Jackson Browne - vocals, guitar; Jeff Pevar - guitar;; Guests:; David Crosby - vocals; Graham Nash - vocals
Opening with "The Next Voice You Hear," from his 1997 best-of album of the same title, folk-rock maestro and benefactor extraordinaire Jackson Browne shows up for Wavy Gravy and Seva foundation's annual fundraiser and goes beyond the call of duty in these 1998 concert highlights.
Delivering a short set of biting topical songs, accompanied by some large helpings of humility and grace (with a couple of special guests thrown in), Browne's appearance at Seva's 20th anniversary show was among the organization's most memorable events, and listening back, it's easy to hear why. Dedicating "Lights and Virtues," from his '89 album, World in Motion, to Wavy "and everybody who does this amazing work," Browne (with accompanist Jeff Pevar on guitar), otherwise glitters and glides through a quick set, despite a substantial pause to correct a tuning glitch. "Folk singers actually know how to tune their guitars" he quips. But after two false starts, Browne is forced to admit he's learned his own song wrong—and yet he does so as effortlessly as he's worn his signature hair for the last 40 years.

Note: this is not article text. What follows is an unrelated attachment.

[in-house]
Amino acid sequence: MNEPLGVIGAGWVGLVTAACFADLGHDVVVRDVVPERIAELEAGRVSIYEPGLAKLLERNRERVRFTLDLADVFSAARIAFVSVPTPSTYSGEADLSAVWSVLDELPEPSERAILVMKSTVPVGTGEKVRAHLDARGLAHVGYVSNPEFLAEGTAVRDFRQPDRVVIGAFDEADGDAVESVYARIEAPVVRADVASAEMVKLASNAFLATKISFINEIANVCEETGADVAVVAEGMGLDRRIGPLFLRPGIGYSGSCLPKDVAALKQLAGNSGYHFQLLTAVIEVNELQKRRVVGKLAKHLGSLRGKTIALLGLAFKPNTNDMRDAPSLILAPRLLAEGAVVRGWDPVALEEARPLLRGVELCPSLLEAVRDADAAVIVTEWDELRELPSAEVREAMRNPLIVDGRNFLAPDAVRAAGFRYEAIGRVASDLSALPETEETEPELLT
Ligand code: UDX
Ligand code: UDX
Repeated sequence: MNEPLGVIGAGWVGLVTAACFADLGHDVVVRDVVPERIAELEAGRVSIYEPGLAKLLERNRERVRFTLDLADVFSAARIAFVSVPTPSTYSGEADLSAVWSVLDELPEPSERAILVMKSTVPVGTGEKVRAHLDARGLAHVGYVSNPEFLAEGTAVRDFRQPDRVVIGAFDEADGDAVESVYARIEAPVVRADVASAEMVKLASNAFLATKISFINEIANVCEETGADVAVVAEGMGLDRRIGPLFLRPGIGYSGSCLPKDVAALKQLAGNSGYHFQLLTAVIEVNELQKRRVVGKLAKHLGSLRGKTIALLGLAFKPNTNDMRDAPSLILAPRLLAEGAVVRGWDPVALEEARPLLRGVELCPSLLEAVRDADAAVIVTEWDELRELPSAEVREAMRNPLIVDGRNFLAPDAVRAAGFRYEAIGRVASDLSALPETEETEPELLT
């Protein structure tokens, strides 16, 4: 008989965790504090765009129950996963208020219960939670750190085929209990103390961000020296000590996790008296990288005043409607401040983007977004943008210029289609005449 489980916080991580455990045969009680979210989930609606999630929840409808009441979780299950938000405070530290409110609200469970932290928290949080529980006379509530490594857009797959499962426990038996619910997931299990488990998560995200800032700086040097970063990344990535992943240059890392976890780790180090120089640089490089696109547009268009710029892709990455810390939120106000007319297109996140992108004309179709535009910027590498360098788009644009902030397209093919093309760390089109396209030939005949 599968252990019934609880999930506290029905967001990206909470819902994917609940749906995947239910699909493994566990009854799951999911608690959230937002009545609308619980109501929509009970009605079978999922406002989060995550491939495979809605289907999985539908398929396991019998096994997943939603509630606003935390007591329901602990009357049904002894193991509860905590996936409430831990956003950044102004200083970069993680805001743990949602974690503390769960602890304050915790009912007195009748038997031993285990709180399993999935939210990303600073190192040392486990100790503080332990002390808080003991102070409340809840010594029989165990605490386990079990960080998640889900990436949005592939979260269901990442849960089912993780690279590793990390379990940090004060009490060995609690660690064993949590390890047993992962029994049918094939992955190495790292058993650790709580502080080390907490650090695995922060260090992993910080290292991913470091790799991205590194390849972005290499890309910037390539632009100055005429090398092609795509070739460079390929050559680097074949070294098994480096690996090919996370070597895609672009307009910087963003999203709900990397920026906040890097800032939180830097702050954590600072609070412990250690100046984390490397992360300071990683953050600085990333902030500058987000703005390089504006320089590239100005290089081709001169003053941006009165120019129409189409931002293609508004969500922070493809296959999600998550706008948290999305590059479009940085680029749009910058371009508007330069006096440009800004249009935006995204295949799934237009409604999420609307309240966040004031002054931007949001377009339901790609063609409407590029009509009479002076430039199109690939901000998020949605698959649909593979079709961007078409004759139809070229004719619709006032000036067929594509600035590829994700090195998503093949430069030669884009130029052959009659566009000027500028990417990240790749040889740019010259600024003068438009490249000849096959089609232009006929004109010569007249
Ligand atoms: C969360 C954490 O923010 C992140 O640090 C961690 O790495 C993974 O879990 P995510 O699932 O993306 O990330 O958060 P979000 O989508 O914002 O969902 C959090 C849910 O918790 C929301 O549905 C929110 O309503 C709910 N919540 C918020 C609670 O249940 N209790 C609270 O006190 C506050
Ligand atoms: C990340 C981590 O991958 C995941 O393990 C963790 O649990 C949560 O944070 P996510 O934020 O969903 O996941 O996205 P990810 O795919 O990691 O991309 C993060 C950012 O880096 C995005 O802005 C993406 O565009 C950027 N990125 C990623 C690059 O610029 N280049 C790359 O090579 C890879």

Welcoming David Crosby and Graham Nash to the stage to the palpable disbelief of the crowd, folk-rock's million-dollar trio sings sweet three-part harmony to Browne's "Lives in the Balance," as Pevar accompanies them, Spanish-style. There could hardly be a song more apropos to the occasion or three better voices to sing-out for Seva.
In 1978, Seva co-founder Wavy Gravy (aka Hugh Romney) began organizing rock 'n' roll benefit concerts to aid in the organization's mission to serve struggling third world communities with issues concerning health, cultural survival, and the ability to live sustainably. And when Wavy and Seva ask for help, no matter how big a star or ill-prepared you are, you grab your guitar and play for them. If you're Jackson Browne you carry a message of virtue and light in a song every night, but in this case the object lesson is "fess up and get on with the show." If only he could've staaaaaaayed just a little bit longer...